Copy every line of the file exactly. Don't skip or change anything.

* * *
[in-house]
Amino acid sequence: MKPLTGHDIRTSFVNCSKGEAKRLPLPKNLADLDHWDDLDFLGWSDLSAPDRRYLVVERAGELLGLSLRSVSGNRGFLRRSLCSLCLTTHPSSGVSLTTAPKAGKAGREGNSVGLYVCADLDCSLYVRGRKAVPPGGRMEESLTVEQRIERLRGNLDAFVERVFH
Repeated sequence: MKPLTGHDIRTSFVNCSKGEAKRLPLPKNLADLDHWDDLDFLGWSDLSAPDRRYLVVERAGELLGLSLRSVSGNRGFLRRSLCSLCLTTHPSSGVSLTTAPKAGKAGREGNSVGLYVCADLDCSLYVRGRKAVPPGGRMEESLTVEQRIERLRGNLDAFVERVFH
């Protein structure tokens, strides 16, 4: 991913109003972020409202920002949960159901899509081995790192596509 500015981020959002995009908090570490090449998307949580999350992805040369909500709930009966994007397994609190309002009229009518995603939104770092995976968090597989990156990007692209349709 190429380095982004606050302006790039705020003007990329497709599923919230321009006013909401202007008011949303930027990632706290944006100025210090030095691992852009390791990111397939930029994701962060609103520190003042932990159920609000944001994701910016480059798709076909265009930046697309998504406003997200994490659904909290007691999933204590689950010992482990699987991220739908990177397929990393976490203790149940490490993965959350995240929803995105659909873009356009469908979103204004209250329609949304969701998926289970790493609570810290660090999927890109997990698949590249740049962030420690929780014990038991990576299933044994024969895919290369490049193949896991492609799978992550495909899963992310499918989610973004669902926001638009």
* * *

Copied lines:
[in-house]
Amino acid sequence: MKPLTGHDIRTSFVNCSKGEAKRLPLPKNLADLDHWDDLDFLGWSDLSAPDRRYLVVERAGELLGLSLRSVSGNRGFLRRSLCSLCLTTHPSSGVSLTTAPKAGKAGREGNSVGLYVCADLDCSLYVRGRKAVPPGGRMEESLTVEQRIERLRGNLDAFVERVFH
Repeated sequence: MKPLTGHDIRTSFVNCSKGEAKRLPLPKNLADLDHWDDLDFLGWSDLSAPDRRYLVVERAGELLGLSLRSVSGNRGFLRRSLCSLCLTTHPSSGVSLTTAPKAGKAGREGNSVGLYVCADLDCSLYVRGRKAVPPGGRMEESLTVEQRIERLRGNLDAFVERVFH
């Protein structure tokens, strides 16, 4: 991913109003972020409202920002949960159901899509081995790192596509 500015981020959002995009908090570490090449998307949580999350992805040369909500709930009966994007397994609190309002009229009518995603939104770092995976968090597989990156990007692209349709 190429380095982004606050302006790039705020003007990329497709599923919230321009006013909401202007008011949303930027990632706290944006100025210090030095691992852009390791990111397939930029994701962060609103520190003042932990159920609000944001994701910016480059798709076909265009930046697309998504406003997200994490659904909290007691999933204590689950010992482990699987991220739908990177397929990393976490203790149940490490993965959350995240929803995105659909873009356009469908979103204004209250329609949304969701998926289970790493609570810290660090999927890109997990698949590249740049962030420690929780014990038991990576299933044994024969895919290369490049193949896991492609799978992550495909899963992310499918989610973004669902926001638009």